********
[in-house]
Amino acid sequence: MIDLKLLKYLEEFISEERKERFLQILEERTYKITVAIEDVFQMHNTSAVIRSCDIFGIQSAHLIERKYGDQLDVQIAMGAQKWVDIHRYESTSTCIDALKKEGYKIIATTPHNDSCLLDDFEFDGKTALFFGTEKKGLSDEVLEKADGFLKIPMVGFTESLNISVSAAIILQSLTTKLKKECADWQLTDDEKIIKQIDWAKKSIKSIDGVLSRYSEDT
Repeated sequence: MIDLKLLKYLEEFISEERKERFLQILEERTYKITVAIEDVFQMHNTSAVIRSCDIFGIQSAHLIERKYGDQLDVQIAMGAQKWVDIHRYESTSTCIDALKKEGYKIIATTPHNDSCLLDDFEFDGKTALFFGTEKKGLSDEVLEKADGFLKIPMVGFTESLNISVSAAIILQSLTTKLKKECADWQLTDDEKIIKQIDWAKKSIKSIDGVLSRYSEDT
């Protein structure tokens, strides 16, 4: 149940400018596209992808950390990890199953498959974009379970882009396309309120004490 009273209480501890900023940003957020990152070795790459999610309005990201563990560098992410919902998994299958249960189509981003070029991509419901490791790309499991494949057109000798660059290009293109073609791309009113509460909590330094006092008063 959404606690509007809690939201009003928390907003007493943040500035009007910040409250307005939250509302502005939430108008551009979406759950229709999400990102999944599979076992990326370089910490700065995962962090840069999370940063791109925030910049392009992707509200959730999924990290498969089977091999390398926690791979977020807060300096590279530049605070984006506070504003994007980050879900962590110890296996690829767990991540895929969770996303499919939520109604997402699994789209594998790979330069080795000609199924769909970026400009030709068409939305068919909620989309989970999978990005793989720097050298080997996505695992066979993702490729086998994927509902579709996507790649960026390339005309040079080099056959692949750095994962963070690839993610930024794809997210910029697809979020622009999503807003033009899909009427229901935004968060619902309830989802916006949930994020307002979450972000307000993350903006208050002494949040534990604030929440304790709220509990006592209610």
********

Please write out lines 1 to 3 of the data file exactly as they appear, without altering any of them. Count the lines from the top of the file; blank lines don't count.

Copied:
[in-house]
Amino acid sequence: MIDLKLLKYLEEFISEERKERFLQILEERTYKITVAIEDVFQMHNTSAVIRSCDIFGIQSAHLIERKYGDQLDVQIAMGAQKWVDIHRYESTSTCIDALKKEGYKIIATTPHNDSCLLDDFEFDGKTALFFGTEKKGLSDEVLEKADGFLKIPMVGFTESLNISVSAAIILQSLTTKLKKECADWQLTDDEKIIKQIDWAKKSIKSIDGVLSRYSEDT
Repeated sequence: MIDLKLLKYLEEFISEERKERFLQILEERTYKITVAIEDVFQMHNTSAVIRSCDIFGIQSAHLIERKYGDQLDVQIAMGAQKWVDIHRYESTSTCIDALKKEGYKIIATTPHNDSCLLDDFEFDGKTALFFGTEKKGLSDEVLEKADGFLKIPMVGFTESLNISVSAAIILQSLTTKLKKECADWQLTDDEKIIKQIDWAKKSIKSIDGVLSRYSEDT